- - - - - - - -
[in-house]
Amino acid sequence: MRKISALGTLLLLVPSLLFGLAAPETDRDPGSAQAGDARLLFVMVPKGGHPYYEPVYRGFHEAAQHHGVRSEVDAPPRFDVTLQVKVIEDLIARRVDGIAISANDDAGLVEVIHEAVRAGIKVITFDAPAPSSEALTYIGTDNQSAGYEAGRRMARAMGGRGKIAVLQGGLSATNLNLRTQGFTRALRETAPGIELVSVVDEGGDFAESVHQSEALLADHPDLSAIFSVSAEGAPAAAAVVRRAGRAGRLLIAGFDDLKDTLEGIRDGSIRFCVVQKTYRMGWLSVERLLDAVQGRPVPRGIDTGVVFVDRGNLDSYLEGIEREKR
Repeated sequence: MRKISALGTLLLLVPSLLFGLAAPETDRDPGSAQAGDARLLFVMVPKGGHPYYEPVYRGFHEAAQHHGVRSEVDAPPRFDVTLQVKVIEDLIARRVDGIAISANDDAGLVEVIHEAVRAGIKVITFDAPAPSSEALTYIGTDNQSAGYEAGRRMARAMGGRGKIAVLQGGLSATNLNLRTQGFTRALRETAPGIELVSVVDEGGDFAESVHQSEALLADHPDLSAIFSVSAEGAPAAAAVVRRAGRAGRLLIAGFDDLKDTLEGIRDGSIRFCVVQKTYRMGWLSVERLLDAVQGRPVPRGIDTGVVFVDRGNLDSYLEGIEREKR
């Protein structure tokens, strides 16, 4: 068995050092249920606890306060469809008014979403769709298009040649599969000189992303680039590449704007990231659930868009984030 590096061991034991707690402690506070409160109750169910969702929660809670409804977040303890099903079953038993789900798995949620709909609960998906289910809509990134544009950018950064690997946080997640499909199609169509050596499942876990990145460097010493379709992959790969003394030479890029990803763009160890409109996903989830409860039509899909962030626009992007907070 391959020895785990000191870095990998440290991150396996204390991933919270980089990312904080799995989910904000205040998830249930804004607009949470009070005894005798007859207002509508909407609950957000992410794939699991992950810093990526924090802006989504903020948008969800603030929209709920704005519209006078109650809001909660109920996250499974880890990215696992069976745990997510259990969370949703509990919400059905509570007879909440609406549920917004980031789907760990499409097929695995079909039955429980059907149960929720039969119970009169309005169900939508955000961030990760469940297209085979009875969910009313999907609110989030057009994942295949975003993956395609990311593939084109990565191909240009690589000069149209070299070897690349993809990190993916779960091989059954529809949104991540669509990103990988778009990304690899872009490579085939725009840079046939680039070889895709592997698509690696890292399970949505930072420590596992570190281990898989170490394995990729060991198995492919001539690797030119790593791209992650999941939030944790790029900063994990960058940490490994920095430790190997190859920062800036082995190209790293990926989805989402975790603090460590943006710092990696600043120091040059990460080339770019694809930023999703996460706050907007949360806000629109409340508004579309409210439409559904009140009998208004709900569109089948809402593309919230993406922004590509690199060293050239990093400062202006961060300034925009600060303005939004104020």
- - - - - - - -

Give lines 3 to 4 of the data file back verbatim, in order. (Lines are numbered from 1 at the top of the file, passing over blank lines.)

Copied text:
Repeated sequence: MRKISALGTLLLLVPSLLFGLAAPETDRDPGSAQAGDARLLFVMVPKGGHPYYEPVYRGFHEAAQHHGVRSEVDAPPRFDVTLQVKVIEDLIARRVDGIAISANDDAGLVEVIHEAVRAGIKVITFDAPAPSSEALTYIGTDNQSAGYEAGRRMARAMGGRGKIAVLQGGLSATNLNLRTQGFTRALRETAPGIELVSVVDEGGDFAESVHQSEALLADHPDLSAIFSVSAEGAPAAAAVVRRAGRAGRLLIAGFDDLKDTLEGIRDGSIRFCVVQKTYRMGWLSVERLLDAVQGRPVPRGIDTGVVFVDRGNLDSYLEGIEREKR
């Protein structure tokens, strides 16, 4: 068995050092249920606890306060469809008014979403769709298009040649599969000189992303680039590449704007990231659930868009984030 590096061991034991707690402690506070409160109750169910969702929660809670409804977040303890099903079953038993789900798995949620709909609960998906289910809509990134544009950018950064690997946080997640499909199609169509050596499942876990990145460097010493379709992959790969003394030479890029990803763009160890409109996903989830409860039509899909962030626009992007907070 391959020895785990000191870095990998440290991150396996204390991933919270980089990312904080799995989910904000205040998830249930804004607009949470009070005894005798007859207002509508909407609950957000992410794939699991992950810093990526924090802006989504903020948008969800603030929209709920704005519209006078109650809001909660109920996250499974880890990215696992069976745990997510259990969370949703509990919400059905509570007879909440609406549920917004980031789907760990499409097929695995079909039955429980059907149960929720039969119970009169309005169900939508955000961030990760469940297209085979009875969910009313999907609110989030057009994942295949975003993956395609990311593939084109990565191909240009690589000069149209070299070897690349993809990190993916779960091989059954529809949104991540669509990103990988778009990304690899872009490579085939725009840079046939680039070889895709592997698509690696890292399970949505930072420590596992570190281990898989170490394995990729060991198995492919001539690797030119790593791209992650999941939030944790790029900063994990960058940490490994920095430790190997190859920062800036082995190209790293990926989805989402975790603090460590943006710092990696600043120091040059990460080339770019694809930023999703996460706050907007949360806000629109409340508004579309409210439409559904009140009998208004709900569109089948809402593309919230993406922004590509690199060293050239990093400062202006961060300034925009600060303005939004104020």